The city has not set a firm deadline to forcibly remove people living in makeshift encampments beneath the Gardiner Expressway but if they do decide to pack up a place will be found for them to stay.
That message was part of a sit-down interview with senior staff from the city division responsible for shelter management on Tuesday, amid escalating public pressure to improve and expand existing services.
“Toronto has invested a lot of funds, resources and staffing to try and manage the current situation,” said Paul Raftis, general manager of the shelter, support and housing administration, speaking broadly about services for people experiencing homelessness. “That doesn’t mean that we couldn’t do more and we are constantly looking at other creative solutions.”
About two weeks ago people who set up tents or makeshift structures, including some under the Gardiner, were handed notices informing them they had 14 days to remove debris and personal goods or face “further enforcement” prompting fears that sweeping evictions were coming.
The city said that is not the case and the notices are handed out to let people know they are violating city rules and their possessions could be moved. He said the city will work to find them an alternate place to stay if they decide to leave.
“There is always a space to come in out of the cold,” he said, adding the division has also overhauled their internal communications to ensure people get faster access to all forms of shelter.
He said the division will conduct an operational review of winter services and plan to present the findings to city council later this year.
The Star’s May Warren spoke to people beneath the expressway to find out why they choose exposure to the elements over other forms of available shelter. Some said they desired privacy and independence. Others were not convinced other options were available.
“We’re pretty tight, pretty good people. We check in on each other, that’s kind of the reason to be here,” said Richard Smith, who lived in a green tent with his dog Pixie. He said he had not received a notice.
Brad Ross, the city’s chief communication officer, said eight people were given notices two weeks ago. The city regularly cleans up makeshift sites for health and safety reasons and the notices are not new and are used to alert people to the fact that the structures are a violation of city rules.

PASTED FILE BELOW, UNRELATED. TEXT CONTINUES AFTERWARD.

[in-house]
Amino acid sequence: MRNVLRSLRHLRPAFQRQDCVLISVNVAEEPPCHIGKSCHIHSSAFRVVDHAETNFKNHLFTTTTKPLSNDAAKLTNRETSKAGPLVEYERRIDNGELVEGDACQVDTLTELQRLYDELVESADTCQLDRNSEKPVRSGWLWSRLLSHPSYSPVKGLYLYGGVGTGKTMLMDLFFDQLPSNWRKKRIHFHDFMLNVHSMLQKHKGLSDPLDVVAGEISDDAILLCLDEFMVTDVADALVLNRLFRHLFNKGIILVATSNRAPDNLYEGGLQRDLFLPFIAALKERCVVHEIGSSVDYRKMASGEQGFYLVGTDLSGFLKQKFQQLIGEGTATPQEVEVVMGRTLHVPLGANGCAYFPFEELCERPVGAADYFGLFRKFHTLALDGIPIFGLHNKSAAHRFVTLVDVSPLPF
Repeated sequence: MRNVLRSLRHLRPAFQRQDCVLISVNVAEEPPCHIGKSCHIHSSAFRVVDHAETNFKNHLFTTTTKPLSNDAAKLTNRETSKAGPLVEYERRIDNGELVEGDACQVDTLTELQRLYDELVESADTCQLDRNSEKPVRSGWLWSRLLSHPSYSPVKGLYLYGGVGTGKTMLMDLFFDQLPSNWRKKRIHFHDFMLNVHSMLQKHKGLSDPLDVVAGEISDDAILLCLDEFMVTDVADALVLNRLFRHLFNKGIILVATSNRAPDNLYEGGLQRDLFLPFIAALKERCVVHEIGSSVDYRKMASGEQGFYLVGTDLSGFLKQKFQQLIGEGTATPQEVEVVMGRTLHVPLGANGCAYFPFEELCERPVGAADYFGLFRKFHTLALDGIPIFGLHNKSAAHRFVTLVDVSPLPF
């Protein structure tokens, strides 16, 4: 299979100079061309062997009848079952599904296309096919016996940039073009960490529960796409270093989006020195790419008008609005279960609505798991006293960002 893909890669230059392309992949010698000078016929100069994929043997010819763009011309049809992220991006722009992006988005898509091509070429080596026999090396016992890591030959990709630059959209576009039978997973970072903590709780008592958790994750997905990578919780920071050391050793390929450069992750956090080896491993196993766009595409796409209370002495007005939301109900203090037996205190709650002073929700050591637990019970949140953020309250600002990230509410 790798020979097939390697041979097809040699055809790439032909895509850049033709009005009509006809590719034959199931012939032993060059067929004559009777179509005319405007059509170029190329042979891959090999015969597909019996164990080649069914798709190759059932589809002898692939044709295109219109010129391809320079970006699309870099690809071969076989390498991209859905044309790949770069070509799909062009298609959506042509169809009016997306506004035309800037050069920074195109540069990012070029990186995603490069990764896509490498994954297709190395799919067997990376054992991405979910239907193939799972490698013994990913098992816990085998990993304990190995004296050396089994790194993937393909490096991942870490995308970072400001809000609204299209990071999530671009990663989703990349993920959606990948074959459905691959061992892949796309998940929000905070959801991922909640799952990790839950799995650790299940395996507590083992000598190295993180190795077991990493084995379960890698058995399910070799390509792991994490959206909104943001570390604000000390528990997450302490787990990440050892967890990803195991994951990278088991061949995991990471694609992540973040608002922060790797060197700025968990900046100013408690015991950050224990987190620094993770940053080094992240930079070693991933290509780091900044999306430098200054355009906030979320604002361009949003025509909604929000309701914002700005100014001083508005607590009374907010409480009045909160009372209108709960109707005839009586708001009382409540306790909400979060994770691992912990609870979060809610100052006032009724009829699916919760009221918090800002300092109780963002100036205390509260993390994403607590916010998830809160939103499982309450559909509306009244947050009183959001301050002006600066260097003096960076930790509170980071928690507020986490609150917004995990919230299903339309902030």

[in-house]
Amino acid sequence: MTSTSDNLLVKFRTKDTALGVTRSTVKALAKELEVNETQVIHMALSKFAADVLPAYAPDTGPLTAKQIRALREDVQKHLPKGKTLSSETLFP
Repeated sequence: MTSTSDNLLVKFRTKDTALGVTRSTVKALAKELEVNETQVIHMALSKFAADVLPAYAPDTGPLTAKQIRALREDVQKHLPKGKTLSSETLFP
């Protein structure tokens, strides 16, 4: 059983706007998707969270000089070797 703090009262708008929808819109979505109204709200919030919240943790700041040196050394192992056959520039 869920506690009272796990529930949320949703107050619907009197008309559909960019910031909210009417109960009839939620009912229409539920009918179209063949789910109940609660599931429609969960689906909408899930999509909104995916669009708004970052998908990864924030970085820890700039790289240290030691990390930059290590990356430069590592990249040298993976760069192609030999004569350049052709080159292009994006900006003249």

He said people’s possessions can be moved, but those items would be stored rather than tossed out. He added a ninth person was recently given a notice.
The fear of displacement became part of a public conversation around supporting people in need in a city with a severe shortage of affordable and supportive housing, one fuelled by the recent deaths of Crystal Papineau, 35, who was trapped in a clothing donation bin, and Hang Vo, who was run over by a garbage truck in an alley.
On Tuesday, front line workers and advocates, standing with city councillors Kristyn Wong-Tam, Gord Perks and Josh Matlow, held a morning press conference at city hall. They said homelessness must be declared a humanitarian crisis and the city should call on all levels of government to provide immediate support.
Next Monday all city divisions will put forward their budget requests, including the shelter division. Staff have been asked to try to keep their budgets at 2018 levels.
“We don’t have the budget for additional services on top of what we are providing now,” Raftis said. He declined to outline their budget request.
Ross said when it comes to people in encampments the city has the “obligation to give them notice” but there is “a greater obligation” to make sure they are first offered whatever help is available.
Todd Orvitz, director of strategic and policy solutions, said the notices are not handed to people out of the blue.
“Streets to Homes staff are going to be out working with these people for a long period of time before the notices come out,” to determine what kinds of services they might need, he said. “They meet the clients where they are at.” That could include everything from helping them find shelter and transitional housing to reuniting them with family members, he said.
Raftis said some people move on right after a notice is given, others at the 14-day mark, in some cases the police are called and “then there is everything in between” and each case is handled differently.
With files from Francine Kopun
Emily Mathieu is a Toronto-based reporter covering affordable and precarious housing. Follow her on Twitter: @emathieustar